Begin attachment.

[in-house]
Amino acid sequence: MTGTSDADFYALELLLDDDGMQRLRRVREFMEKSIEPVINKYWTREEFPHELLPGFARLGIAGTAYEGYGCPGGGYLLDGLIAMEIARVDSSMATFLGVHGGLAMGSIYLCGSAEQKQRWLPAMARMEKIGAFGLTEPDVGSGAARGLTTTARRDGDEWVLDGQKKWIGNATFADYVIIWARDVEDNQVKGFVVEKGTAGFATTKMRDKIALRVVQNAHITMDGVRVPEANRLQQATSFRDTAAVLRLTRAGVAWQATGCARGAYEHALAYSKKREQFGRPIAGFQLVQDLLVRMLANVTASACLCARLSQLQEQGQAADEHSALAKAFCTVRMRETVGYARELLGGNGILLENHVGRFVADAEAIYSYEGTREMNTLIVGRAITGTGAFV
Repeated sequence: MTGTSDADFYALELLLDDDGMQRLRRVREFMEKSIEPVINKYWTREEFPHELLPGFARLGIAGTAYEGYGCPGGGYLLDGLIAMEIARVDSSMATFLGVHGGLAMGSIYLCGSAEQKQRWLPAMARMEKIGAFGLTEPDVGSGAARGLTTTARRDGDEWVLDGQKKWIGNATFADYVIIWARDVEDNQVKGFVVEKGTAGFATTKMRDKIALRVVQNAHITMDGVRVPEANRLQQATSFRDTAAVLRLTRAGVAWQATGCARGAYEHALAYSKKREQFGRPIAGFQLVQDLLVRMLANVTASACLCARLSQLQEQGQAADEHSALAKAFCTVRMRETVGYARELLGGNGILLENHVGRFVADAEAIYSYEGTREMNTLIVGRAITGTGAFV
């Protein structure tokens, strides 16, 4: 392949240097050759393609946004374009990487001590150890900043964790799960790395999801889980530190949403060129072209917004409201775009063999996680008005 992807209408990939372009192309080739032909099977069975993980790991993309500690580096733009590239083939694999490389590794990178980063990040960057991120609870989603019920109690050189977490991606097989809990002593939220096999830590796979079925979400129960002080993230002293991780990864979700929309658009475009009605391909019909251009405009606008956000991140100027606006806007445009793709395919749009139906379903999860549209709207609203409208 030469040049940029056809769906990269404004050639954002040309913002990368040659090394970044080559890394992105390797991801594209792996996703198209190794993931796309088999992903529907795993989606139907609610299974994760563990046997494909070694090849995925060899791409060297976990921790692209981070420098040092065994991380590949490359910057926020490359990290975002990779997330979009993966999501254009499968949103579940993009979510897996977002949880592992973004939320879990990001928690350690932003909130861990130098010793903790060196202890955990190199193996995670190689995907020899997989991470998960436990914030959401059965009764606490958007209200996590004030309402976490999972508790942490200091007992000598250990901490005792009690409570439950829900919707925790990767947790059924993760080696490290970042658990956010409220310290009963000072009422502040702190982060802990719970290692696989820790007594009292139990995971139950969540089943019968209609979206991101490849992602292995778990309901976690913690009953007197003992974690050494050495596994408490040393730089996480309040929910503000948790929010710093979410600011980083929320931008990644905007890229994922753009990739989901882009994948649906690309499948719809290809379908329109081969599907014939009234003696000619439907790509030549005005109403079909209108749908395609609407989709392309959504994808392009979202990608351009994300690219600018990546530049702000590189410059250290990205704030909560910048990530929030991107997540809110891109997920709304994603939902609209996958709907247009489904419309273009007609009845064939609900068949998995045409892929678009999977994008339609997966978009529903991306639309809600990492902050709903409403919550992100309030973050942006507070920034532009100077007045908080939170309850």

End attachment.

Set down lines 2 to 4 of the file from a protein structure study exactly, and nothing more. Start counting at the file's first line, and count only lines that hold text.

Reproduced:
Amino acid sequence: MTGTSDADFYALELLLDDDGMQRLRRVREFMEKSIEPVINKYWTREEFPHELLPGFARLGIAGTAYEGYGCPGGGYLLDGLIAMEIARVDSSMATFLGVHGGLAMGSIYLCGSAEQKQRWLPAMARMEKIGAFGLTEPDVGSGAARGLTTTARRDGDEWVLDGQKKWIGNATFADYVIIWARDVEDNQVKGFVVEKGTAGFATTKMRDKIALRVVQNAHITMDGVRVPEANRLQQATSFRDTAAVLRLTRAGVAWQATGCARGAYEHALAYSKKREQFGRPIAGFQLVQDLLVRMLANVTASACLCARLSQLQEQGQAADEHSALAKAFCTVRMRETVGYARELLGGNGILLENHVGRFVADAEAIYSYEGTREMNTLIVGRAITGTGAFV
Repeated sequence: MTGTSDADFYALELLLDDDGMQRLRRVREFMEKSIEPVINKYWTREEFPHELLPGFARLGIAGTAYEGYGCPGGGYLLDGLIAMEIARVDSSMATFLGVHGGLAMGSIYLCGSAEQKQRWLPAMARMEKIGAFGLTEPDVGSGAARGLTTTARRDGDEWVLDGQKKWIGNATFADYVIIWARDVEDNQVKGFVVEKGTAGFATTKMRDKIALRVVQNAHITMDGVRVPEANRLQQATSFRDTAAVLRLTRAGVAWQATGCARGAYEHALAYSKKREQFGRPIAGFQLVQDLLVRMLANVTASACLCARLSQLQEQGQAADEHSALAKAFCTVRMRETVGYARELLGGNGILLENHVGRFVADAEAIYSYEGTREMNTLIVGRAITGTGAFV
């Protein structure tokens, strides 16, 4: 392949240097050759393609946004374009990487001590150890900043964790799960790395999801889980530190949403060129072209917004409201775009063999996680008005 992807209408990939372009192309080739032909099977069975993980790991993309500690580096733009590239083939694999490389590794990178980063990040960057991120609870989603019920109690050189977490991606097989809990002593939220096999830590796979079925979400129960002080993230002293991780990864979700929309658009475009009605391909019909251009405009606008956000991140100027606006806007445009793709395919749009139906379903999860549209709207609203409208 030469040049940029056809769906990269404004050639954002040309913002990368040659090394970044080559890394992105390797991801594209792996996703198209190794993931796309088999992903529907795993989606139907609610299974994760563990046997494909070694090849995925060899791409060297976990921790692209981070420098040092065994991380590949490359910057926020490359990290975002990779997330979009993966999501254009499968949103579940993009979510897996977002949880592992973004939320879990990001928690350690932003909130861990130098010793903790060196202890955990190199193996995670190689995907020899997989991470998960436990914030959401059965009764606490958007209200996590004030309402976490999972508790942490200091007992000598250990901490005792009690409570439950829900919707925790990767947790059924993760080696490290970042658990956010409220310290009963000072009422502040702190982060802990719970290692696989820790007594009292139990995971139950969540089943019968209609979206991101490849992602292995778990309901976690913690009953007197003992974690050494050495596994408490040393730089996480309040929910503000948790929010710093979410600011980083929320931008990644905007890229994922753009990739989901882009994948649906690309499948719809290809379908329109081969599907014939009234003696000619439907790509030549005005109403079909209108749908395609609407989709392309959504994808392009979202990608351009994300690219600018990546530049702000590189410059250290990205704030909560910048990530929030991107997540809110891109997920709304994603939902609209996958709907247009489904419309273009007609009845064939609900068949998995045409892929678009999977994008339609997966978009529903991306639309809600990492902050709903409403919550992100309030973050942006507070920034532009100077007045908080939170309850």